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A “monumental temple complex” that dates back to the Iron Age and several buildings that housed the early kings of Ulster may be hidden underground at Navan Fort, according to a newly published study.
The research suggests that Navan Fort was of great importance religiously. Navan Fort, located in County Armagh, Northern Ireland, is “one of Ireland’s most famous and important archaeological sites, the legendary Emain Macha,” according to an Armagh travel website. LiveScience notes it was the capital of Ulster in pre-Christian Ireland, LiveScience reported.
“Historical texts imply that these Iron Age complexes became enduring symbols of power for early medieval societies, and royal centers for overkings,” the researchers wrote in the study’s abstract. “These references, alongside the incredible scale of these landscapes, have encouraged intensive research, but only recently has non‐invasive survey begun adding new data and facilitating new interpretations. Prior to the present study, discussion of Navan Fort was limited to the results of small‐scale but iconic excavations.”
The researchers continued: “These new discoveries significantly change understandings, adding spectacular new monumental phases, and facilitating re‐assessment of Navan’s role within both later prehistoric and medieval society, as well as of the nature of ceremonial landscapes and their role in developing sacral kingship in northern Europe.”
The structures were spotted with LiDAR (to map the ground), which is also used in autonomous cars, photogrammetry (for aerial photos to give depth), magnetic gradiometry, (to trace magnetic changes in the soil) and electrical resistance, for measuring electrical patterns in the soil, LiveScience added.
It’s unclear exactly what is left of the ruins, but the archaeologists are excited about the findings, nevertheless.
“Excavation in the 1960s uncovered one of the most spectacular series of buildings of any region of prehistoric Europe, including a series of figure-of-8 buildings of the Early Iron Age and a 40m timber-ringed structure constructed c.95 BC,” study co-author Dr. Patrick Gleeson said in a statement. “Upon the latter’s construction, it was immediately filled with stones and burnt to the ground in order to create a massive mound that now dominates the site.
“Our discoveries add significant additional data, hinting that the buildings uncovered in the 1960s were not domestic structures lived in by kings, but a series of massive temples, some of the largest and most complex ritual arena of any region of later prehistoric and pre-Roman Northern Europe.”
Researchers have looked at Navan Fort previously, both in the 1960s, as Gleeson alluded to, and in the 1990s. So far, they’ve uncovered what are known as “figure-of-eight buildings,” including one that is 130 feet tall, making it the largest structure ever found in prehistoric Ireland, Gleeson told LiveScience.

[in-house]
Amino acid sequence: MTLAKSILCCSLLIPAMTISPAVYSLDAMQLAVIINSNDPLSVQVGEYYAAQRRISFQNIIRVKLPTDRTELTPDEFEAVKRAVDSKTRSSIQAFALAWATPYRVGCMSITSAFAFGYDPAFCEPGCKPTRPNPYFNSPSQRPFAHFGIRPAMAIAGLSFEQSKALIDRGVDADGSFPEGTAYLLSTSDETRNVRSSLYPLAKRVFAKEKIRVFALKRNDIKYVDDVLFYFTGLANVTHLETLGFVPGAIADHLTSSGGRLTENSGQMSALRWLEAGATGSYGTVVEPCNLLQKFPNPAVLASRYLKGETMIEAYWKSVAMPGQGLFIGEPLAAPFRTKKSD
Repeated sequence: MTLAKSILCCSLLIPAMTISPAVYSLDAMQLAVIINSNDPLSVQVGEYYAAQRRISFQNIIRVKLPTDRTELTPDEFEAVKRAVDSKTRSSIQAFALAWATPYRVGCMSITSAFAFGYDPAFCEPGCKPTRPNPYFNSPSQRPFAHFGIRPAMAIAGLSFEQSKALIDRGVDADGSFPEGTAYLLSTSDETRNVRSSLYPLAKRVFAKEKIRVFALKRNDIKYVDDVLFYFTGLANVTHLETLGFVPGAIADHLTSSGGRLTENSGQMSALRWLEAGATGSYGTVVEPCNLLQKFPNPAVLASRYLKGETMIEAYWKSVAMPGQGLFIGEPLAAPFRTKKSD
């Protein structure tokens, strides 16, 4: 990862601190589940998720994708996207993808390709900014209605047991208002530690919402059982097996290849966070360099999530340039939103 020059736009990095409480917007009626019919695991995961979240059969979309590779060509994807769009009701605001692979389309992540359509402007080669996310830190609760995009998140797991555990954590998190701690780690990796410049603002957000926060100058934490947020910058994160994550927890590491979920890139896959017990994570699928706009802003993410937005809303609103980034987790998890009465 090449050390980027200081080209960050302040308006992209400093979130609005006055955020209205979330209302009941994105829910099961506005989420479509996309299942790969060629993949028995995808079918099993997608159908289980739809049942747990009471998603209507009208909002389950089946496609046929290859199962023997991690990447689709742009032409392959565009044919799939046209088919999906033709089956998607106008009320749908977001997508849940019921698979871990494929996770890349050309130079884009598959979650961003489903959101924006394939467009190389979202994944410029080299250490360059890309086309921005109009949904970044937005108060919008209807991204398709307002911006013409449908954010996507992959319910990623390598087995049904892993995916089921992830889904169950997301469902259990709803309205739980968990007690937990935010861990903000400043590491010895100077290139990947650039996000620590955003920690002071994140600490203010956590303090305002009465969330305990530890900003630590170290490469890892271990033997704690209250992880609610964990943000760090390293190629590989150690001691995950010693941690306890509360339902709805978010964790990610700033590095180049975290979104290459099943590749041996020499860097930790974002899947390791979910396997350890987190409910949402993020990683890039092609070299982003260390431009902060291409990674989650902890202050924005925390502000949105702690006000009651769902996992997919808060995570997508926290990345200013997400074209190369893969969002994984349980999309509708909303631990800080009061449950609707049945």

The researchers noted that further study is needed to provide greater insight into the medieval kings of Ulster.
“The work has shone new light on the monument, and will inform further research as we explore what Navan Fort meant to our forebears and how they used the site, for years to come,” Dr John O’Keeffe, Principal Inspector of Historic Monuments in the Department for Communities, said in the statement. “It provides additional insights that inform visits to this enigmatic monument and landscape today.”
The study was published in the Oxford Journal of Archaeology.
A number of Iron Age finds have been discovered in recent memory. In February 2019, researchers found more than 100 fragmented human skulls buried in an open area of Le Cailar, France — a 2,500-year-old town on the Rhone River.
Researchers gathered evidence in May 2019 that Iron Age Celts drank Mediterranean wine as far back as 2,700 years ago. Separately in May 2019, an Iron Age shield made from bark, the first of its kind found in Europe, was analyzed by researchers.
In July 2019, researchers unearthed the grave of a Celtic female who was buried in approximately 200 B.C. in a tree coffin and adorned with precious jewelry.
In February, 70,000 coins from the Iron Age that were discovered in 2012, set a Guinness World Record for being the largest of its kind discovered in the British Isles.
The Iron Age was preceded by the Stone Age and the Bronze Age and lasted between 1200 B.C. and the 1st century A.D., depending upon the region of the world.